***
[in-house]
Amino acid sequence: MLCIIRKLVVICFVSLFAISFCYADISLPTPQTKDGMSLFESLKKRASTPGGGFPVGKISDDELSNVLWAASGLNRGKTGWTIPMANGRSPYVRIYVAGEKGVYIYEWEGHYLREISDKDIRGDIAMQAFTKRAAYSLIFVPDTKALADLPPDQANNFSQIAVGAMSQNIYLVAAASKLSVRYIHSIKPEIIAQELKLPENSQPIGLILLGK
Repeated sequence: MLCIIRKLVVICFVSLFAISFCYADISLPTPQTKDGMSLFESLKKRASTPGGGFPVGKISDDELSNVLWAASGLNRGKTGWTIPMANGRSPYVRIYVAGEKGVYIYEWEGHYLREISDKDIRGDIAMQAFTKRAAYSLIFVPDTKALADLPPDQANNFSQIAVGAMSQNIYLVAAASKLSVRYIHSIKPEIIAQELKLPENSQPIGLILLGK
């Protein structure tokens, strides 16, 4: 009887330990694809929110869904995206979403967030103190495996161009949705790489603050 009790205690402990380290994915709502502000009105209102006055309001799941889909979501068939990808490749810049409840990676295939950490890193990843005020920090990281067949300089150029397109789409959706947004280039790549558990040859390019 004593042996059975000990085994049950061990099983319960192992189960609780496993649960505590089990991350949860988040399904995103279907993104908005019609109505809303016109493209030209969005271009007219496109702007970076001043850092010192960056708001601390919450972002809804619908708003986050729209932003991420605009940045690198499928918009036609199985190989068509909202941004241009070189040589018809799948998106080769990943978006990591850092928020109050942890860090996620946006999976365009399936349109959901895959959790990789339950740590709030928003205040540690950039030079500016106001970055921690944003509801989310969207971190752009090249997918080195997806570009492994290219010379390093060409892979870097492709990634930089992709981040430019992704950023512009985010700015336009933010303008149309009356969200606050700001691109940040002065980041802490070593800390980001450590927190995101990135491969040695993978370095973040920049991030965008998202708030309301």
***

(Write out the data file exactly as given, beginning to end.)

[in-house]
Amino acid sequence: MLCIIRKLVVICFVSLFAISFCYADISLPTPQTKDGMSLFESLKKRASTPGGGFPVGKISDDELSNVLWAASGLNRGKTGWTIPMANGRSPYVRIYVAGEKGVYIYEWEGHYLREISDKDIRGDIAMQAFTKRAAYSLIFVPDTKALADLPPDQANNFSQIAVGAMSQNIYLVAAASKLSVRYIHSIKPEIIAQELKLPENSQPIGLILLGK
Repeated sequence: MLCIIRKLVVICFVSLFAISFCYADISLPTPQTKDGMSLFESLKKRASTPGGGFPVGKISDDELSNVLWAASGLNRGKTGWTIPMANGRSPYVRIYVAGEKGVYIYEWEGHYLREISDKDIRGDIAMQAFTKRAAYSLIFVPDTKALADLPPDQANNFSQIAVGAMSQNIYLVAAASKLSVRYIHSIKPEIIAQELKLPENSQPIGLILLGK
């Protein structure tokens, strides 16, 4: 009887330990694809929110869904995206979403967030103190495996161009949705790489603050 009790205690402990380290994915709502502000009105209102006055309001799941889909979501068939990808490749810049409840990676295939950490890193990843005020920090990281067949300089150029397109789409959706947004280039790549558990040859390019 004593042996059975000990085994049950061990099983319960192992189960609780496993649960505590089990991350949860988040399904995103279907993104908005019609109505809303016109493209030209969005271009007219496109702007970076001043850092010192960056708001601390919450972002809804619908708003986050729209932003991420605009940045690198499928918009036609199985190989068509909202941004241009070189040589018809799948998106080769990943978006990591850092928020109050942890860090996620946006999976365009399936349109959901895959959790990789339950740590709030928003205040540690950039030079500016106001970055921690944003509801989310969207971190752009090249997918080195997806570009492994290219010379390093060409892979870097492709990634930089992709981040430019992704950023512009985010700015336009933010303008149309009356969200606050700001691109940040002065980041802490070593800390980001450590927190995101990135491969040695993978370095973040920049991030965008998202708030309301």